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Gaming Performance Comparison

Recommended System Requirements
Game APU A10-9700E 4-Core 3.0GHz Phenom 9600 Quad-Core Black Edition
Cyberpunk 2077 50% 125%
Assassins Creed: Valhalla 102% 203%
Call of Duty: Black Ops Cold War 46% 118%
FIFA 21 40% 111%
Microsoft Flight Simulator 70% 155%
World of Warcraft: Shadowlands 134% 250%
Watch Dogs Legion 102% 203%
Horizon: Zero Dawn 70% 155%
Grand Theft Auto VI 147% 270%
Genshin Impact 14% 71%

In terms of overall gaming performance, the AMD APU A10-9700E 4-Core 3.0GHz is massively better than the AMD Phenom 9600 Quad-Core Black Edition when it comes to running the latest games. This also means it will be less likely to bottleneck more powerful GPUs, allowing them to achieve more of their gaming performance potential.

The APU A10-9700E 4-Core was released over three years more recently than the Phenom 9600 Quad-Core, and so the APU A10-9700E 4-Core is likely to have far better levels of support, and will be much more optimized and ultimately superior to the Phenom 9600 Quad-Core when running the latest games.

The APU A10-9700E 4-Core and the Phenom 9600 Quad-Core both have 4 cores, which is not likely to be a limiting factor for gaming.

Both the AMD APU A10-9700E 4-Core 3.0GHz and the AMD Phenom 9600 Quad-Core Black Edition have the same number of threads. Both CPUs have one thread per physical core.

Multiple threads are useful for improving the performance of multi-threaded applications. Additional cores and their accompanying thread will always be beneficial for multi-threaded applications. Hyperthreading will be beneficial for applications optimized for it, but it may slow others down. For games, the number of threads is largely irrelevant, as long as you have at least 2 cores (preferably 4), and hyperthreading can sometimes even hit performance.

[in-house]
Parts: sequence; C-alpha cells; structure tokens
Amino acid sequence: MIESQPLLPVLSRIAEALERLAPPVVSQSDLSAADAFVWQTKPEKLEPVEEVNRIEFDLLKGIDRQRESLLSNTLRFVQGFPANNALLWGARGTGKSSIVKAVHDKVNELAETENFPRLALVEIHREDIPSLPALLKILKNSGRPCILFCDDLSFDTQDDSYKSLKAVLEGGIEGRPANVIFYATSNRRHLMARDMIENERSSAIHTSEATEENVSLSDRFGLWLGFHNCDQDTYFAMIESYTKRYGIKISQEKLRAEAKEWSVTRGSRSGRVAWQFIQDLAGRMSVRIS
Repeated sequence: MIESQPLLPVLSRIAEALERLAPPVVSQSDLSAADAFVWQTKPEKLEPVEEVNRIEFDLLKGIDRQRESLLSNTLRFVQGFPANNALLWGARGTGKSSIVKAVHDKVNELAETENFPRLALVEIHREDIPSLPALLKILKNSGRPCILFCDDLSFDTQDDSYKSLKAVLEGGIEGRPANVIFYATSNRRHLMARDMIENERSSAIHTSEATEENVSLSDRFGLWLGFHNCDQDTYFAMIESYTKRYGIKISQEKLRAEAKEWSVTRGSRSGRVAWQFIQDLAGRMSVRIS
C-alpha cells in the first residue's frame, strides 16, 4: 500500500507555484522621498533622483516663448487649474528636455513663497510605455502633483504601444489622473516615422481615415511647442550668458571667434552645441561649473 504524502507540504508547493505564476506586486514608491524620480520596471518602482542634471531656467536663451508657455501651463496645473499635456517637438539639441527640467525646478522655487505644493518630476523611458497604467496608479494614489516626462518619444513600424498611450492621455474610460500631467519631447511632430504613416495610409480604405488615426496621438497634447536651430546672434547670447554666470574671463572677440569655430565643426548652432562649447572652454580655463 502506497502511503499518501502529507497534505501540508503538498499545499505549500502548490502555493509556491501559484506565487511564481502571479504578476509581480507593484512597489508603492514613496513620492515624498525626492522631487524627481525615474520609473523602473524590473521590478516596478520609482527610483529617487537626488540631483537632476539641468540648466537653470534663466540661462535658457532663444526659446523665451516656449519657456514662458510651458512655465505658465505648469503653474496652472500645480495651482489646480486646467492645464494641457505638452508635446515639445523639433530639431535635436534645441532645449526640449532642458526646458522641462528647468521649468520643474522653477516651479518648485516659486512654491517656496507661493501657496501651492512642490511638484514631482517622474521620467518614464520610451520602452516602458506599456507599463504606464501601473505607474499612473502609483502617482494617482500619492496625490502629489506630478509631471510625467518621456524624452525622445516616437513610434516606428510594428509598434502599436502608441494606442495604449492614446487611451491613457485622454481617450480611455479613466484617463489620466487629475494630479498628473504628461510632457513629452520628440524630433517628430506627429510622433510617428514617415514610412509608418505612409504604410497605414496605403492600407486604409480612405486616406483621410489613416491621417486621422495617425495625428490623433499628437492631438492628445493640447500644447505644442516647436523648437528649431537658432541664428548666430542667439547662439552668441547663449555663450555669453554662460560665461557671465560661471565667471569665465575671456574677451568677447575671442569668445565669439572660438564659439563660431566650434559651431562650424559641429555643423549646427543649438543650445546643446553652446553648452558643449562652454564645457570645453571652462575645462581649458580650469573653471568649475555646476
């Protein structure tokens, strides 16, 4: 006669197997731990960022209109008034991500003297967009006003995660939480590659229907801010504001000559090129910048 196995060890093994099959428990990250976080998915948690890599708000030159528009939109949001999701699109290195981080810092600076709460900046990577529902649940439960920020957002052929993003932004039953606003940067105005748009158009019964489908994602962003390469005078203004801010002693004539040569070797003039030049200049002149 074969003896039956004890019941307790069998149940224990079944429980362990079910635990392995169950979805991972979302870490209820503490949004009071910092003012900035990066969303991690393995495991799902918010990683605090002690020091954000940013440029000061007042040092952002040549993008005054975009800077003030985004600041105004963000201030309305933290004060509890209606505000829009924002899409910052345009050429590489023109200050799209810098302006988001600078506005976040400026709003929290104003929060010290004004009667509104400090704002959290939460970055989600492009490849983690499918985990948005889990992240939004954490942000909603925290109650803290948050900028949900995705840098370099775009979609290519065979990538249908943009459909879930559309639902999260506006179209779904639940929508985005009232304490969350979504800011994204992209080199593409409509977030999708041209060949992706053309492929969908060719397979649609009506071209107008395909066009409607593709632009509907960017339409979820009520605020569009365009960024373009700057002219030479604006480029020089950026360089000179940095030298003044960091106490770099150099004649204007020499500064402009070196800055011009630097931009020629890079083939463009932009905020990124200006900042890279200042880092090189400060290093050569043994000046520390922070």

More important for gaming than the number of cores and threads is the clock rate. Problematically, unless the two CPUs are from the same family, this can only serve as a general guide and nothing like an exact comparison, because the clock cycles per instruction (CPI) will vary so much.

The APU A10-9700E 4-Core and Phenom 9600 Quad-Core are not from the same family of CPUs, so their clock speeds are by no means directly comparable. Bear in mind, then, that while the APU A10-9700E 4-Core has a 0.7 GHz faster frequency, this is not always an indicator that it will be superior in performance, despite frequency being crucial when trying to avoid GPU bottlenecking. In this case, however, the difference is probably a good indicator that the is superior.

Aside from the clock rate, the next-most important CPU features for PC game performance are L2 and L3 cache size. Faster than RAM, the more cache available, the more data that can be stored for lightning-fast retrieval. L1 Cache is not usually an issue anymore for gaming, with most high-end CPUs eking out about the same L1 performance, and L2 is more important than L3 - but L3 is still important if you want to reach the highest levels of performance. Bear in mind that although it is better to have a larger cache, the larger it is, the higher the latency, so a balance has to be struck.

The APU A10-9700E 4-Core and the Phenom 9600 Quad-Core have the same L2 cache size, but the APU A10-9700E 4-Core does not appear to have an L3 cache, so the Phenom 9600 Quad-Core definitely wins out in this area.